Two years ago, my homeland was hit by the worst natural disaster to ever affect the U.S. Hurricane Katrina devastated the Gulf Coast on August 29, 2005. I was born in New Orleans, as was all my family, and grew up just across the Mississippi state line in Picayune, about 45 miles northeast of New Orleans. Biloxi was 45 miles to the southeast. We were about 25 miles from the coast as the crow flies. Katrina came through and her eye passed right through my hometown, dumping 5 trees into my Dad’s house. On September 2, I led a team of around 30 to Ocean Springs, MS, where we established and ran a Red Cross shelter. Some of our folks moved down there and have not come home. They continue to help people rebuild through a ministry that our church helped start called Pathfinder Mission. You can read all about the eleven days that changed my life in a series of posts that I wrote last year called Katrina Remembrances.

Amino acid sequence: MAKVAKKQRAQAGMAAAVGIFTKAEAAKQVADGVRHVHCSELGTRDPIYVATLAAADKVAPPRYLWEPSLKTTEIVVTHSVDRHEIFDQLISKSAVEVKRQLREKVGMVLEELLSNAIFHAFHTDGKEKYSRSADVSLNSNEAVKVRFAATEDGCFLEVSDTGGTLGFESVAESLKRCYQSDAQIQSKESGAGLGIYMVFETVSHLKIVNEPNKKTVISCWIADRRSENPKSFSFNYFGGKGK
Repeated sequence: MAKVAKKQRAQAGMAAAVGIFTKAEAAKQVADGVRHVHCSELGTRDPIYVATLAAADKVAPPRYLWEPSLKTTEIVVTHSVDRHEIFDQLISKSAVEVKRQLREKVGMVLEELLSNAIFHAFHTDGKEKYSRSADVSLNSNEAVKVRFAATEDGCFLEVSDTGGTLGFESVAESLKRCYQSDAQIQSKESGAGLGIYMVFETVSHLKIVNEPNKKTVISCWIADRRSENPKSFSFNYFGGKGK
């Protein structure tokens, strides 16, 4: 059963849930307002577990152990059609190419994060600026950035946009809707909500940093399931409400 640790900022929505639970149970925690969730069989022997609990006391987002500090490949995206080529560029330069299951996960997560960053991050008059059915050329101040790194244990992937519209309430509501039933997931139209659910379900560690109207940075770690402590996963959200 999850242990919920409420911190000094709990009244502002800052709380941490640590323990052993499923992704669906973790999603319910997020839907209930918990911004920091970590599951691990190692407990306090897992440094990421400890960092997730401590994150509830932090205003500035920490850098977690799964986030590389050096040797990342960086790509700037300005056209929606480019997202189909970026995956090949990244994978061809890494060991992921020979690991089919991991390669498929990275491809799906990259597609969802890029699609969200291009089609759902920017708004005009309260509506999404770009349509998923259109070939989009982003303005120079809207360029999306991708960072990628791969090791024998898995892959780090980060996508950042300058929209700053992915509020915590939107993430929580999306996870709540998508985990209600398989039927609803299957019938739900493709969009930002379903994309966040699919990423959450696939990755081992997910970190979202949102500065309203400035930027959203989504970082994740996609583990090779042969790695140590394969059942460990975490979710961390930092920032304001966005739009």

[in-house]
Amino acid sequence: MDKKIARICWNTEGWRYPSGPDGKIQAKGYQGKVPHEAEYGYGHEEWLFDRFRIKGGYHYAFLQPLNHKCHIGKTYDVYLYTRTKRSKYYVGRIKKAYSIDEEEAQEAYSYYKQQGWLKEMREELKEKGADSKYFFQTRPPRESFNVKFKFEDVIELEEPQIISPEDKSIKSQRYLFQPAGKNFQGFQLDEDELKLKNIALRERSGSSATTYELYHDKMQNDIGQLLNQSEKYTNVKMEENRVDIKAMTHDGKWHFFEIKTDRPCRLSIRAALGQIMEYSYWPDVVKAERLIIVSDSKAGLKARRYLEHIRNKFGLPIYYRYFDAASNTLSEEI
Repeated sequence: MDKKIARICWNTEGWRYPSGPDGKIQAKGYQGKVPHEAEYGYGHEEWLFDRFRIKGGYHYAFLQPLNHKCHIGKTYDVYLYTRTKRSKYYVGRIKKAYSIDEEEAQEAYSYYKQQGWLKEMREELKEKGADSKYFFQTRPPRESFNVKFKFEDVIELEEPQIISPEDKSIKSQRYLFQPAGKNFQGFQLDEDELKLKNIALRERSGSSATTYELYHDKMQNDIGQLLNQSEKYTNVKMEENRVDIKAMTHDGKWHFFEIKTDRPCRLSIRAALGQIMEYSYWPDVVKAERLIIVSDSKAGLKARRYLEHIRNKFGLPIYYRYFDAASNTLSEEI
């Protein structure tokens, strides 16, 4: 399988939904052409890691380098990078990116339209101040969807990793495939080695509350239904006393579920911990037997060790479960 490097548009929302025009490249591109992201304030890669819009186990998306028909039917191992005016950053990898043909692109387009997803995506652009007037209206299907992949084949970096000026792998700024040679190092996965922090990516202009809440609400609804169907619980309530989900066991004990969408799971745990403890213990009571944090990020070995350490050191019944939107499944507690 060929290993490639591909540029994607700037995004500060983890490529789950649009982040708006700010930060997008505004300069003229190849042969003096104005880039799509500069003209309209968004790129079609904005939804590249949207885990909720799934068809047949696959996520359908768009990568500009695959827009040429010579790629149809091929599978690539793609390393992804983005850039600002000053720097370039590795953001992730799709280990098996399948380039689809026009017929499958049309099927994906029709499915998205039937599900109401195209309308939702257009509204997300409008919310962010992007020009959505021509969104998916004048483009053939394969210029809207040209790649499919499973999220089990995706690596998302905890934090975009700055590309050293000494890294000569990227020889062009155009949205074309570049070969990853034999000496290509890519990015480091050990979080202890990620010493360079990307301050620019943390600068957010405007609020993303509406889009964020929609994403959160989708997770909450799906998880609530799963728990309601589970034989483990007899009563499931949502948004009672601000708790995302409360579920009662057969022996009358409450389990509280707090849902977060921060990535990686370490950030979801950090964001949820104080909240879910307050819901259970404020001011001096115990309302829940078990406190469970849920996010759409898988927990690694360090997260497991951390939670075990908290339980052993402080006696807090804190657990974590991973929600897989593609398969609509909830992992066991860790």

I have been home many times in the past two years. Things seem to be coming back, albeit slowly. People continue to struggle and the nation’s attention has moved on. Of the billions and billions of dollars that were approved for rebuilding in that region, very little actually ever made it down there. Even less made it into the hands of homeowners. There was a lot of flash and many promises, but people have mostly been left to their own devices through whatever aid and insurance that they can piece together. The Church has helped tremendously and people have taken notice. I still grieve and I still pray. I hope that you remember as well.